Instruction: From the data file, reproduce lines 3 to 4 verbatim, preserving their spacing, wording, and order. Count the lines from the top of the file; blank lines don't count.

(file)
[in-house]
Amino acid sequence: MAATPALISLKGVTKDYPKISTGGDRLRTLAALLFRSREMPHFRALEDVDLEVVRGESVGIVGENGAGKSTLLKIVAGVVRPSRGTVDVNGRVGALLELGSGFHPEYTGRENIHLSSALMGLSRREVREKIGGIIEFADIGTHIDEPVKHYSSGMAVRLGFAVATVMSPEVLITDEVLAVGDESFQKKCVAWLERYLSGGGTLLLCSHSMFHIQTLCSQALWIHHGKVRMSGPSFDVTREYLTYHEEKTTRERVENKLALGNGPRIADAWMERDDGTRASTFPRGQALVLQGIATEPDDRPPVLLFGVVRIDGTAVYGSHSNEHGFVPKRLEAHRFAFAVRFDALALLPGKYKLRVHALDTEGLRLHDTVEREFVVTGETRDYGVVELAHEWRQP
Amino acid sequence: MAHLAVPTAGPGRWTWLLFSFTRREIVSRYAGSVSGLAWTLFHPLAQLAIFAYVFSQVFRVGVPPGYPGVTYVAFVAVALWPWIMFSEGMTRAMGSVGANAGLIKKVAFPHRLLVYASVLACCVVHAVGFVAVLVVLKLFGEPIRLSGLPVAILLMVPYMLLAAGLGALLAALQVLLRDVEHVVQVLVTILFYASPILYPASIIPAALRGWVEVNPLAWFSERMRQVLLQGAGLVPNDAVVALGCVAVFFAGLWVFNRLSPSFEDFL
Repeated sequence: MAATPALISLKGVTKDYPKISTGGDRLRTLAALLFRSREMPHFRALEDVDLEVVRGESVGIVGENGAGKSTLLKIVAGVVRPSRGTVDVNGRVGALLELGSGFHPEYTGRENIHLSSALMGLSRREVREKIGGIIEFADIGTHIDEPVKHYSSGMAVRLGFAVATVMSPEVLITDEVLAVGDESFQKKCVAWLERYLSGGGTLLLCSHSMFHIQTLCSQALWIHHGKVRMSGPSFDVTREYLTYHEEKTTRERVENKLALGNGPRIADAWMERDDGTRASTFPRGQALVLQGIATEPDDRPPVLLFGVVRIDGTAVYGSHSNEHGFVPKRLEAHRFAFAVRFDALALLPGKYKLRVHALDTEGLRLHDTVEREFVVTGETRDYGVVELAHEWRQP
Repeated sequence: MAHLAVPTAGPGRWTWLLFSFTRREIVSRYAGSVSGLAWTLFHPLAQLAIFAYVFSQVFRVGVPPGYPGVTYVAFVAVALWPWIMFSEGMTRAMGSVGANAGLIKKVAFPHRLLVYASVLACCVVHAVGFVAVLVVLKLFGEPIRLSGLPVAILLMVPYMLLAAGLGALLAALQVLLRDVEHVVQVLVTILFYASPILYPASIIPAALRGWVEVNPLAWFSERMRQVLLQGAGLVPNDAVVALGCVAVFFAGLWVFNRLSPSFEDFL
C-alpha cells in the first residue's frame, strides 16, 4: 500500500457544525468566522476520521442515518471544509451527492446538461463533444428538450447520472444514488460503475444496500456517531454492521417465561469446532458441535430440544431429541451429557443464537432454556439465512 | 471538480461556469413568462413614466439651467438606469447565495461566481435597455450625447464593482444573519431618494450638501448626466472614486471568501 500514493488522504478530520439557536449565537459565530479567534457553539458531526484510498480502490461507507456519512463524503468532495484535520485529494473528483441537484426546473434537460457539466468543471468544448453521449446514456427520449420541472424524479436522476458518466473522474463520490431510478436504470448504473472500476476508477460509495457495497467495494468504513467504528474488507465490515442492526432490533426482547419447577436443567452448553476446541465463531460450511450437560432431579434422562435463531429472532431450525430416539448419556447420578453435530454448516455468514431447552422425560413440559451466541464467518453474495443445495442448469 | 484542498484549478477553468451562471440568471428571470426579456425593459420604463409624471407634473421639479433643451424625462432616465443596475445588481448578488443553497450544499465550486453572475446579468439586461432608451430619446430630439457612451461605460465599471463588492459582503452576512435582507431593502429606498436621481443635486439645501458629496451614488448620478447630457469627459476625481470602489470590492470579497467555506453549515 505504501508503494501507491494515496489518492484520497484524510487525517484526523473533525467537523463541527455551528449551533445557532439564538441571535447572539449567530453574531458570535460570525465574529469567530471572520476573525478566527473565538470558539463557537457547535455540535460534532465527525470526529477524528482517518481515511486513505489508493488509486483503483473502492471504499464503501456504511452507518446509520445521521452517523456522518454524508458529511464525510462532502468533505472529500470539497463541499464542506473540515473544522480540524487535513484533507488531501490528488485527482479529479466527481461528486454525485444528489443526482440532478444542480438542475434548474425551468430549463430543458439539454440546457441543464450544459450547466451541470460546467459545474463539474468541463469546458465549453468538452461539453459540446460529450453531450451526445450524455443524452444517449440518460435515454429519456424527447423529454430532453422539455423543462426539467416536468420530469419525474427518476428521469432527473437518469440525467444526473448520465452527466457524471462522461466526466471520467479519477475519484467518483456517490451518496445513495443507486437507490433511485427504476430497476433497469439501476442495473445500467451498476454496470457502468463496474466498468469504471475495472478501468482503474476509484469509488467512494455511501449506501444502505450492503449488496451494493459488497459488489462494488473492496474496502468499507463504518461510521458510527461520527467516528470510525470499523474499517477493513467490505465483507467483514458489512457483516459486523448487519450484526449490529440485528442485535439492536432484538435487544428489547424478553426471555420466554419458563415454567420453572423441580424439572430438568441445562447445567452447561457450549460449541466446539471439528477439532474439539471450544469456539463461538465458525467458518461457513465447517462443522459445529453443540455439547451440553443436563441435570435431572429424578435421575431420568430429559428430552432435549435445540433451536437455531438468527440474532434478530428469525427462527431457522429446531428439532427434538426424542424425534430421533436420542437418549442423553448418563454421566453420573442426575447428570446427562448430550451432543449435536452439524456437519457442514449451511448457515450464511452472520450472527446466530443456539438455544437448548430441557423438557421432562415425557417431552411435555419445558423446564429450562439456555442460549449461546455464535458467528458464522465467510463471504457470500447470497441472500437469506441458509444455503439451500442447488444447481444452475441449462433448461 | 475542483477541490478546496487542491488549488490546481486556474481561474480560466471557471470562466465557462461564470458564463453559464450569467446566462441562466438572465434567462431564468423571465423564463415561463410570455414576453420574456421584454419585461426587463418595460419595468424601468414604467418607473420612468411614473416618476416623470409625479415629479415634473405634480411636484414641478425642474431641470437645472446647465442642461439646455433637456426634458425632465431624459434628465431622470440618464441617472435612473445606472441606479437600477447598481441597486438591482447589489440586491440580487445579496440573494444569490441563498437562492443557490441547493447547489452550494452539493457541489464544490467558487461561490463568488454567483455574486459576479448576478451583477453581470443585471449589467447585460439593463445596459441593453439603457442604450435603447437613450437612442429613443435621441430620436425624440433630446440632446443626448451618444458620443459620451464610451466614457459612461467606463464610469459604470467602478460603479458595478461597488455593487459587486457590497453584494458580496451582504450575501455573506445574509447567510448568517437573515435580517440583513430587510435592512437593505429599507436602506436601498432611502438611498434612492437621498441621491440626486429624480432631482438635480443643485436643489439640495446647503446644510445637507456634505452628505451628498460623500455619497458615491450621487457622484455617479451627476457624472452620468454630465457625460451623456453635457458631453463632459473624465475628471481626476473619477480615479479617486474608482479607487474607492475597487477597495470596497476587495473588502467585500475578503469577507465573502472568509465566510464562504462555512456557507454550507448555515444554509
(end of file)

Amino acid sequence: MAHLAVPTAGPGRWTWLLFSFTRREIVSRYAGSVSGLAWTLFHPLAQLAIFAYVFSQVFRVGVPPGYPGVTYVAFVAVALWPWIMFSEGMTRAMGSVGANAGLIKKVAFPHRLLVYASVLACCVVHAVGFVAVLVVLKLFGEPIRLSGLPVAILLMVPYMLLAAGLGALLAALQVLLRDVEHVVQVLVTILFYASPILYPASIIPAALRGWVEVNPLAWFSERMRQVLLQGAGLVPNDAVVALGCVAVFFAGLWVFNRLSPSFEDFL
Repeated sequence: MAATPALISLKGVTKDYPKISTGGDRLRTLAALLFRSREMPHFRALEDVDLEVVRGESVGIVGENGAGKSTLLKIVAGVVRPSRGTVDVNGRVGALLELGSGFHPEYTGRENIHLSSALMGLSRREVREKIGGIIEFADIGTHIDEPVKHYSSGMAVRLGFAVATVMSPEVLITDEVLAVGDESFQKKCVAWLERYLSGGGTLLLCSHSMFHIQTLCSQALWIHHGKVRMSGPSFDVTREYLTYHEEKTTRERVENKLALGNGPRIADAWMERDDGTRASTFPRGQALVLQGIATEPDDRPPVLLFGVVRIDGTAVYGSHSNEHGFVPKRLEAHRFAFAVRFDALALLPGKYKLRVHALDTEGLRLHDTVEREFVVTGETRDYGVVELAHEWRQP